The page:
Here is a small post about breakdowns.

Okay, fine! you may say. How do I book my bike service on Gaadi360?

3 Simple Ways.

  1. Express Booking:
     Provide a few details and we will choose the right service station for you based on our internal ratings for service stations in your area.
  2. Normal Booking:
     On website or app search for our partnering service stations in your area, select a date, provide few details about you and your bike, and book the service.
  3. Call / WhatsApp / Chat:
     Give a call to get any info or ask us to make the booking on your behalf, or WhatsApp the details for us to book service, or chat with us from the website chat client to get any info or assistance.

 

If you decide to give us a try, here are a few quick links for booking bike service or getting breakdown assistance.

Try Gaadi360 for your motorbike service and you may never have to visit a garage/service station again!

Headlights on, All the time?

Get accustomed to well-meaning pedestrians’ concern for you to turn off your bike’s headlight from now on, at least till they are used to seeing headlights on all the time.

If you have bought a vehicle after 31st March 2017, your vehicle along with being BSIV compliant also comes with a missing headlamp switch. This is commonly called AHO (Automatic Headlight On) feature, similar to DRL (Daylight Running Lamps) in cars.

The idea is to increase safety for two-wheelers by making them more conspicuous (with the headlight on) for others on the road. This will be useful at dawn and dusk (esp. on lanes with tree cover), in rains, and in foggy/dusty conditions. It could also save accidents in blind curves, and vehicle overtaking situations on 2-way roads.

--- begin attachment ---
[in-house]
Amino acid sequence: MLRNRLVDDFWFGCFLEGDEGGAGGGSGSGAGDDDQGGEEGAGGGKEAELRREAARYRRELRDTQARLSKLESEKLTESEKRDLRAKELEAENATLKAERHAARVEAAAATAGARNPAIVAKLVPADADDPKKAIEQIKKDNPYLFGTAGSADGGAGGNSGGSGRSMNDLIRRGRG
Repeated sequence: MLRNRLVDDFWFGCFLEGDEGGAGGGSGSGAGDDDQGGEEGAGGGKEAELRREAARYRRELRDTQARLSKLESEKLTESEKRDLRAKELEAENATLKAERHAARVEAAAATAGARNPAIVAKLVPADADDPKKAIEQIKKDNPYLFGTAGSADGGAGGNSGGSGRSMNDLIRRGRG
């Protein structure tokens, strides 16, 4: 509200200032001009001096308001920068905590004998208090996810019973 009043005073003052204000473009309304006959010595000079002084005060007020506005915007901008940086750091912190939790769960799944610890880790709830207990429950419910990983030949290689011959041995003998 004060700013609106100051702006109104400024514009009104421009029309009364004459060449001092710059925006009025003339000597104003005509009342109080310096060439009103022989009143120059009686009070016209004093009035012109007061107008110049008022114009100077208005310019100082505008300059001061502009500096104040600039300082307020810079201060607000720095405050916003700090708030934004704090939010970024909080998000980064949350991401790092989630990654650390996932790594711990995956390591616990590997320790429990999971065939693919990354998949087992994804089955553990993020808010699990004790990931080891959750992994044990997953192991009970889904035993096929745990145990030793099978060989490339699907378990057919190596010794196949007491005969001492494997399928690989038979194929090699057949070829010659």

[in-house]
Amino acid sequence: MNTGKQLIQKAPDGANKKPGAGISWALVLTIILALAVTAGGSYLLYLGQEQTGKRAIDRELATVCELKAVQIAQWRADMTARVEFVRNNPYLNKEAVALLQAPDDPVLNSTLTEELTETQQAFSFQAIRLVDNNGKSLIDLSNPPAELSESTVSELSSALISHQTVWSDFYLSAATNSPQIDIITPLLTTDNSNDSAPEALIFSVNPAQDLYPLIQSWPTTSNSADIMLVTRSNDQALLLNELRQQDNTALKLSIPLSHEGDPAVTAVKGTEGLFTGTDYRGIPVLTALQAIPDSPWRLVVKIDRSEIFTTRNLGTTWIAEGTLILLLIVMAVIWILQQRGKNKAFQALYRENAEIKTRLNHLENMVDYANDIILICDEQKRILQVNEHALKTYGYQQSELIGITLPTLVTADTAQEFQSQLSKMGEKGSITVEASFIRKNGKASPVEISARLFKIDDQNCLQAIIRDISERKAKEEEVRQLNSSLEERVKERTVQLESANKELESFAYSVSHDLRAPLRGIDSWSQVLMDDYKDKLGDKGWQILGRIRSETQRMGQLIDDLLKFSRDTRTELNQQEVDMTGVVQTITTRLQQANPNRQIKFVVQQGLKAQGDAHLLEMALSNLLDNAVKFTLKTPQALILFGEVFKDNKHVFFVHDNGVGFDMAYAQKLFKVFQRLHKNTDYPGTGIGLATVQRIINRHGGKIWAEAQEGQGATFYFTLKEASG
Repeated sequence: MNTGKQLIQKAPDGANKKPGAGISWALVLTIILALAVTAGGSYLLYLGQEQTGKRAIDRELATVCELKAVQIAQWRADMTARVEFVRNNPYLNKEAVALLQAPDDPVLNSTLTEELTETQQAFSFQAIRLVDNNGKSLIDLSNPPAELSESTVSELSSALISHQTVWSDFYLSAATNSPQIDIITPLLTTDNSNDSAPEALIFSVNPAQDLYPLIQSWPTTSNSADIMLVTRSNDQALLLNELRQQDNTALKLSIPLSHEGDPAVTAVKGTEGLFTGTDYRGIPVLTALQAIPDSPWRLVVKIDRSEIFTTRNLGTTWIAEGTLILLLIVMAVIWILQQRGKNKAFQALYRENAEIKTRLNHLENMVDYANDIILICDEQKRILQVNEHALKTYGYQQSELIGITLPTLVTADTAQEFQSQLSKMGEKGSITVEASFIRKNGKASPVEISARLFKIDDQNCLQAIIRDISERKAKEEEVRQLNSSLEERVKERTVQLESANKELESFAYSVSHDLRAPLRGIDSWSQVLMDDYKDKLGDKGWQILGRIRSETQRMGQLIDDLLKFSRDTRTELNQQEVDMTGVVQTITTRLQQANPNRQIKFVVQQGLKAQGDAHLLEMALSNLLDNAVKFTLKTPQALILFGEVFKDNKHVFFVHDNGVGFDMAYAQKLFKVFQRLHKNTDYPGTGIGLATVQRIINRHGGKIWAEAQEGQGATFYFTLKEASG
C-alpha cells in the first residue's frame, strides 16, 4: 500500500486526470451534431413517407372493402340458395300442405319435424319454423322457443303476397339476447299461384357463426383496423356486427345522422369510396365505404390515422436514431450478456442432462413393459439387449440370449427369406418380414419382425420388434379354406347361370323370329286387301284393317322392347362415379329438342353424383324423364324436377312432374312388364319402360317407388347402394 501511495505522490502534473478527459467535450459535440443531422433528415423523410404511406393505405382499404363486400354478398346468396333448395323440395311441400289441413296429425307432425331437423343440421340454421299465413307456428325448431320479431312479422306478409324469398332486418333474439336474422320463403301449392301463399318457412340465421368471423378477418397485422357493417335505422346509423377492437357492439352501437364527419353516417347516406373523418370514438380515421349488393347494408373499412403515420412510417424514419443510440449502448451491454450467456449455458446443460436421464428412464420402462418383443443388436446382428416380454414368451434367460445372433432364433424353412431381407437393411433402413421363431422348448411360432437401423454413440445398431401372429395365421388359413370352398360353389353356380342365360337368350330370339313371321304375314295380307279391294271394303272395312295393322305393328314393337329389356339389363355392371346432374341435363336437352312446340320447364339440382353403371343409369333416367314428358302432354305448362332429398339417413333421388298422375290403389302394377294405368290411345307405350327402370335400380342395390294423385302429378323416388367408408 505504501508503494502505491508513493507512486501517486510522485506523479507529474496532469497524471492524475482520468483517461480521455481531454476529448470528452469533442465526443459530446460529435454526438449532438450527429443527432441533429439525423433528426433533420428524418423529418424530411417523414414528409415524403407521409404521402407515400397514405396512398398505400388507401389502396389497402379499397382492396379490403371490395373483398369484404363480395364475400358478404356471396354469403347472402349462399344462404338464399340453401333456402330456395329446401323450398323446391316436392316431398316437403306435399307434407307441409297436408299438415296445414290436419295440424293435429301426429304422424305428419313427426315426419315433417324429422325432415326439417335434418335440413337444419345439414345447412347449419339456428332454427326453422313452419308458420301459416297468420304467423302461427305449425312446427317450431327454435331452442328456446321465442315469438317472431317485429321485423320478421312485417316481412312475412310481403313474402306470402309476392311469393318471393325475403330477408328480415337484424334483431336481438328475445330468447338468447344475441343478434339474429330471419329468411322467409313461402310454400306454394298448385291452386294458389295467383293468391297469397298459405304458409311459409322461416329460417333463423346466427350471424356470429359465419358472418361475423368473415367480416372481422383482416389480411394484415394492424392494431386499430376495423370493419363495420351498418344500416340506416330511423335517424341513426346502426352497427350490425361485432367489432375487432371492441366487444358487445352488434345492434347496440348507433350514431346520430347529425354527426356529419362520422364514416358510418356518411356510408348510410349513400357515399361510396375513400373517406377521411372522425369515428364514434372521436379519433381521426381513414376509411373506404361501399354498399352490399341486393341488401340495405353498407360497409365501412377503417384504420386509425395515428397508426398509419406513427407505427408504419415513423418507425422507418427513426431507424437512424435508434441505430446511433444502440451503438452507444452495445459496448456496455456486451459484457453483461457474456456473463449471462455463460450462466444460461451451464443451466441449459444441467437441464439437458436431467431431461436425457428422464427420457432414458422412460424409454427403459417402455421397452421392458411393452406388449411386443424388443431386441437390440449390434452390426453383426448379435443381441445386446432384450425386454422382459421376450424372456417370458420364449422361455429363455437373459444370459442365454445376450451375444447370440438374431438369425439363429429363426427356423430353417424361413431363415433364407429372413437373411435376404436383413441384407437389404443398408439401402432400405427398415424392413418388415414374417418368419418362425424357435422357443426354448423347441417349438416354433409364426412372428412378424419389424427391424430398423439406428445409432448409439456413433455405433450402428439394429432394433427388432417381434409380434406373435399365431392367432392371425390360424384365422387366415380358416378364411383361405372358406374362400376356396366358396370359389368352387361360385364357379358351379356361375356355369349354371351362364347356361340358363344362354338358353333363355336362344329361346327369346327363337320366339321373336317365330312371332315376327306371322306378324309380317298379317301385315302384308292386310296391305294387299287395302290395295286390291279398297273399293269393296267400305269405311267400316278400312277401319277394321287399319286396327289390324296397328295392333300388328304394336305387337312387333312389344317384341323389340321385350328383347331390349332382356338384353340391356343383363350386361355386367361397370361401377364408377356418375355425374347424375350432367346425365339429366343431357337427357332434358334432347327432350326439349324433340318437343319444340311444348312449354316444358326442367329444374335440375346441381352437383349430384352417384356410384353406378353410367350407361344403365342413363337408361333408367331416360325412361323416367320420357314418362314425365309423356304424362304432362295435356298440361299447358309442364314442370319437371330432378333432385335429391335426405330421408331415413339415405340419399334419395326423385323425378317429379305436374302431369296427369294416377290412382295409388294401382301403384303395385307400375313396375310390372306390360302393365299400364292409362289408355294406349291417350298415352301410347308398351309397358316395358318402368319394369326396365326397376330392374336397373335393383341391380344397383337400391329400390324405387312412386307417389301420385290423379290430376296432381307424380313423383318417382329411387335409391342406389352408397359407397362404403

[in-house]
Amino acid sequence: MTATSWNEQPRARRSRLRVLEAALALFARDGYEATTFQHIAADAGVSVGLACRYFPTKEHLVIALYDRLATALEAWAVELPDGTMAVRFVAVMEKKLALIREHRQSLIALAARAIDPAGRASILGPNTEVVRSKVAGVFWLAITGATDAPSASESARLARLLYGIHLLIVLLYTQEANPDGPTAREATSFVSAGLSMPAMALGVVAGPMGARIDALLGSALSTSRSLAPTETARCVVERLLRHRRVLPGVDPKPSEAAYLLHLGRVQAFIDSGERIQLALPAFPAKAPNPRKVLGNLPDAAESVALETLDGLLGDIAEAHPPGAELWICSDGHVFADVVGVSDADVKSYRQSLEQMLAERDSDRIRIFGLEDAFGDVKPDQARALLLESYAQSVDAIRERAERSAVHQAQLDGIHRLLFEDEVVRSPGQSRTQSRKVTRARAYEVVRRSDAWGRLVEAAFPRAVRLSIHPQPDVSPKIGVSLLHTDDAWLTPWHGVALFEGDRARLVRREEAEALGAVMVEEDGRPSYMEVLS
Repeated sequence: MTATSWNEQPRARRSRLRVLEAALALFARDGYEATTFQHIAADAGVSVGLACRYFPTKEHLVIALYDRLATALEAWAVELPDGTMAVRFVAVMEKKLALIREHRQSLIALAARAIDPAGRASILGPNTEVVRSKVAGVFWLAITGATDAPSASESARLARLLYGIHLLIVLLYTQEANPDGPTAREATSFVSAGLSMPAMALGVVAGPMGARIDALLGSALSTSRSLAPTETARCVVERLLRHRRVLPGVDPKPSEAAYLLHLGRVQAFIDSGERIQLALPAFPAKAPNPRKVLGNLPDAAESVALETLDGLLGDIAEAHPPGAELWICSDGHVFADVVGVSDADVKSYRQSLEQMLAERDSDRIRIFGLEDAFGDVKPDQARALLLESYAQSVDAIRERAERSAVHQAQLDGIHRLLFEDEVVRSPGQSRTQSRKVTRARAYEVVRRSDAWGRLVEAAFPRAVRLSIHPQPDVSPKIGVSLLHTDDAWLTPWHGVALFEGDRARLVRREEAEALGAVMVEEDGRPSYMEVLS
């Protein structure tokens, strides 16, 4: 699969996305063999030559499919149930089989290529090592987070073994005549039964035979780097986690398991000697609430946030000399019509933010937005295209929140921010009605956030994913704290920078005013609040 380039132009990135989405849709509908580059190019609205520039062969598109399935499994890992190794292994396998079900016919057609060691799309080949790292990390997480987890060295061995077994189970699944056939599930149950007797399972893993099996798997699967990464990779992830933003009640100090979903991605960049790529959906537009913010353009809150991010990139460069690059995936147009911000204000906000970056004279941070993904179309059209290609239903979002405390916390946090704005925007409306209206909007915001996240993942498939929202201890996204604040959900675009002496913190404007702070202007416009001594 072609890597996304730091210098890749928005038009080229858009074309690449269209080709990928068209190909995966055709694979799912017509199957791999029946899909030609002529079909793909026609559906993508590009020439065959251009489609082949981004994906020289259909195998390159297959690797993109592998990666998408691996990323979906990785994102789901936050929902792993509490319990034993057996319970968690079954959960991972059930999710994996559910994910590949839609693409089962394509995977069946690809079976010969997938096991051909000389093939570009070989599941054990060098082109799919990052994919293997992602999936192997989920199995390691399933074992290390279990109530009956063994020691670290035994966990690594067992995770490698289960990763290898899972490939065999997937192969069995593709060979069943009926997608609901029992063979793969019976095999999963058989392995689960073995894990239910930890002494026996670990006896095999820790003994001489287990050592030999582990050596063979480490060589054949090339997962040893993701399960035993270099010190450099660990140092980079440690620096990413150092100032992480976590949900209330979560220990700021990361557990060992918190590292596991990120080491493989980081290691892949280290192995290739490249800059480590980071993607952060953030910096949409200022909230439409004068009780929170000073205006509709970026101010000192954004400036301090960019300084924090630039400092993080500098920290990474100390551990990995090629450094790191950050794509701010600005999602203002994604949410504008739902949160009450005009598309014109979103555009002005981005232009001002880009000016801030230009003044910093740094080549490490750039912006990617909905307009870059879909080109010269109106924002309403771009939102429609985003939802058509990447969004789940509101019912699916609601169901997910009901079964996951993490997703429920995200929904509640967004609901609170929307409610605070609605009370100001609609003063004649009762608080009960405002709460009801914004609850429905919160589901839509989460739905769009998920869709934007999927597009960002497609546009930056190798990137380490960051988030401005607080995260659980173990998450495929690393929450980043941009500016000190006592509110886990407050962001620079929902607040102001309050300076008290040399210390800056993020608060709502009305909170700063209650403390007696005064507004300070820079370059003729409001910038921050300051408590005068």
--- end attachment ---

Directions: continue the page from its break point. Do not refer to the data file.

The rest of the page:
Few facts about AHO.

  • AHO, a passive safety feature, is made mandatory for all motorbikes sold after April 1, 2017, by Govt of India.
  • Like in some of the high-end bikes and DRL in cars, the headlights in motorbikes will stay on as long as the ignition is on.
  • Two-wheeler manufacturers have now removed the on/off switch located on the right handlebar, between engine kill switch and electric start button.
  • Two-wheelers accounted for the single category of vehicles that have met with the highest number of fatal road crashes (32,524) in 2014. Another 1,27,452 instances where people on road (including riders) suffered injuries.
  • This AHO directive was based on directions from the Supreme Court appointed Justice Radhakrishnan committee. Transport ministry issued a notification in March 2016, making AHO mandatory for all two-wheelers from April 2017.
  • It is implemented along with BSIV. Bharath Stage IV is an emission norm regulation for manufacturers. BSIV and AHO have nothing to do with each other. They just happened to be implemented together.
  • DRL and AHOs are currently mandatory in several developed countries. This feature is there in Europian countries since 2003.

Some concerns regarding the AHO rule

 What happens to my motorbike’s battery if the headlight is always on?
A LED light would consume very little power. Halogen bulbs would be an issue.

European countries may require this rule because of their environmental conditions. Does India really need this rule?
Yes, it is needed. People forget to put on the headlights during dawn and dusk. They may think they can see the roads clearly (confident of their eyesight!), but the headlight is for others on road to see your vehicle too.

People will start indicating to me to put my bike’s headlight off every time during the day now. It is a nuisance.